1. To evaluate the short-term reproducibility of heart rate, oscillometrically determined blood pressure, ante-cubital venous plasma catecholamine concentrations and subjective responses to strictly standardized mental arithmetic, we performed two identical tests 1 h apart in 14 young, healthy and normotensive male subjects (age 22–35 years)
2. Heart rate and blood pressure responses to the two stress tests were highly correlated, when expressed both as correlations between levels attained during stress (rs >0.80 throughout) and as absolute reactivity measures (all rs >0.75). Also, subjective stress responses were highly correlated, when considering both levels during stress and reactivity (r = 0.97 and r = 0.85, respectively). Stress levels of catecholamines were correlated, but the change scores (reactivity) were unrelated.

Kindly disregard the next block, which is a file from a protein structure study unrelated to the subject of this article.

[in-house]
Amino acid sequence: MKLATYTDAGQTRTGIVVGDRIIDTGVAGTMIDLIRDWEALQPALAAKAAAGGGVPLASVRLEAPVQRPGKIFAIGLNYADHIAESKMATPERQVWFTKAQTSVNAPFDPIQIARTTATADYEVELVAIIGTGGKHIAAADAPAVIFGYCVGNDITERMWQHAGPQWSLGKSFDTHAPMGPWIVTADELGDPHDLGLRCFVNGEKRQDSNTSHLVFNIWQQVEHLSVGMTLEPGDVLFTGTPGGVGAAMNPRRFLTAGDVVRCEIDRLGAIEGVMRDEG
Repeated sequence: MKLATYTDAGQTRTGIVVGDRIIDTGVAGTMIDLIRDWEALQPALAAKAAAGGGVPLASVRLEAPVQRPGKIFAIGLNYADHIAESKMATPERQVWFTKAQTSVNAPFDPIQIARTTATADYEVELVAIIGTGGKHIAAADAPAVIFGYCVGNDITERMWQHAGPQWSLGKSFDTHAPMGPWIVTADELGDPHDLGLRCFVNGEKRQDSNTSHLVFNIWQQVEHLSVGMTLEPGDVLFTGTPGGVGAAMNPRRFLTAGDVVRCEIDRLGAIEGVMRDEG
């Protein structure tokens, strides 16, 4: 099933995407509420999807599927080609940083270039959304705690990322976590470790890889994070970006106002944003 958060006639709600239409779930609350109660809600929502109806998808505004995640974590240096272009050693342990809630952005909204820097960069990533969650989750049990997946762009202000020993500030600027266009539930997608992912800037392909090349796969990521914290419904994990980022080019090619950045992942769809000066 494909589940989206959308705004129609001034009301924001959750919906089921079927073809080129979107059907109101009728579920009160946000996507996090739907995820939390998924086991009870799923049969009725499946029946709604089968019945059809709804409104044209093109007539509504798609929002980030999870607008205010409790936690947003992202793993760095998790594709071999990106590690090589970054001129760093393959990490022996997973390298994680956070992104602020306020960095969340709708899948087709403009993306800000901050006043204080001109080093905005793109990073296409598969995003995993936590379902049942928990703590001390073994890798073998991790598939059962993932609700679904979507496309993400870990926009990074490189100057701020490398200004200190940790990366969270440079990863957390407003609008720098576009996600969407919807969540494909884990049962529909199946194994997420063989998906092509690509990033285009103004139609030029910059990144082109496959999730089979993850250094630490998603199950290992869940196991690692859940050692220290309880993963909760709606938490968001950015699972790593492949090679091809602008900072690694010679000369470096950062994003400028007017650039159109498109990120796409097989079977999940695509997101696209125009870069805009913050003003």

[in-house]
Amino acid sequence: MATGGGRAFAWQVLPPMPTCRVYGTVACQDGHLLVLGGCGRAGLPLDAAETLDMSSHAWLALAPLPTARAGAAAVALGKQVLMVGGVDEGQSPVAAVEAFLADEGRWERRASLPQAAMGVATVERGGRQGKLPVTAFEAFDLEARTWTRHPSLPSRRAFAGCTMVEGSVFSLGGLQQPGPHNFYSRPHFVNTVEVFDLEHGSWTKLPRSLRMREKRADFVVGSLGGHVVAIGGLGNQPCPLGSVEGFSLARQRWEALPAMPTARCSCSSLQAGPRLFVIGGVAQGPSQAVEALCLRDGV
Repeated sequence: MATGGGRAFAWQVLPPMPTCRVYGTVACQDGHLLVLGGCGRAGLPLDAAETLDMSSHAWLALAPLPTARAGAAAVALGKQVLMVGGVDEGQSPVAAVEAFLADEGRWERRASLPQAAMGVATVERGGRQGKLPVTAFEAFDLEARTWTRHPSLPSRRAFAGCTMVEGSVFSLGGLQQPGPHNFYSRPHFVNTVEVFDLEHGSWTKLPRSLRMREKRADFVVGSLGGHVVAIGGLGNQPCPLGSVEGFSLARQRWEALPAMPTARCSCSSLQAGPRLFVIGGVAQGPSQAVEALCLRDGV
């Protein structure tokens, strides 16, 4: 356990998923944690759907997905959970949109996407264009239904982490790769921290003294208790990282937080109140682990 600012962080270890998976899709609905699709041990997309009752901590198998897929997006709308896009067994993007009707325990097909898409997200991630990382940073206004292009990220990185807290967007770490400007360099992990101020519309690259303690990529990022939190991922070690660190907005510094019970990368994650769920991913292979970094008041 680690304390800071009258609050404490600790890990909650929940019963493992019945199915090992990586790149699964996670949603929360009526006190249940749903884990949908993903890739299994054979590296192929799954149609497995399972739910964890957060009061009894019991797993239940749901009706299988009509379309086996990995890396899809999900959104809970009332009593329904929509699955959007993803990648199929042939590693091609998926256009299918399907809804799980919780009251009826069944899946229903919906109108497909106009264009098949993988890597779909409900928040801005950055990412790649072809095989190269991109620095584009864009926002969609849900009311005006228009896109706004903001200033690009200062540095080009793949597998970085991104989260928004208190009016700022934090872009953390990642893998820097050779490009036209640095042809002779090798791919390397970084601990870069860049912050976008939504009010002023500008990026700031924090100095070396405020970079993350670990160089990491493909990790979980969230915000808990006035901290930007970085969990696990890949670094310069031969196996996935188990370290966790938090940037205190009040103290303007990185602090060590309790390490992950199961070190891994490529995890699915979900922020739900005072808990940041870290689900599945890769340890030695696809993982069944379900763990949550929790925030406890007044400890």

3. The measurement error sd for heart rate was 2.6 and 3.0 beats/min for reactivity and stress levels, respectively. The corresponding sd for blood pressure ranged between 2.7 and 4.4 mmHg. Subjective stress experience showed an sd of a similar magnitude. The responses of plasma catecholamine concentrations were subject to considerable variability.
4. It is concluded that haemodynamic and subjective stress responses and stress levels during the mental arithmetic stress test show acceptable reproducibility and high test-retest correlations. However, stress-induced changes in venous plasma catecholamine concentrations show low reproducibility.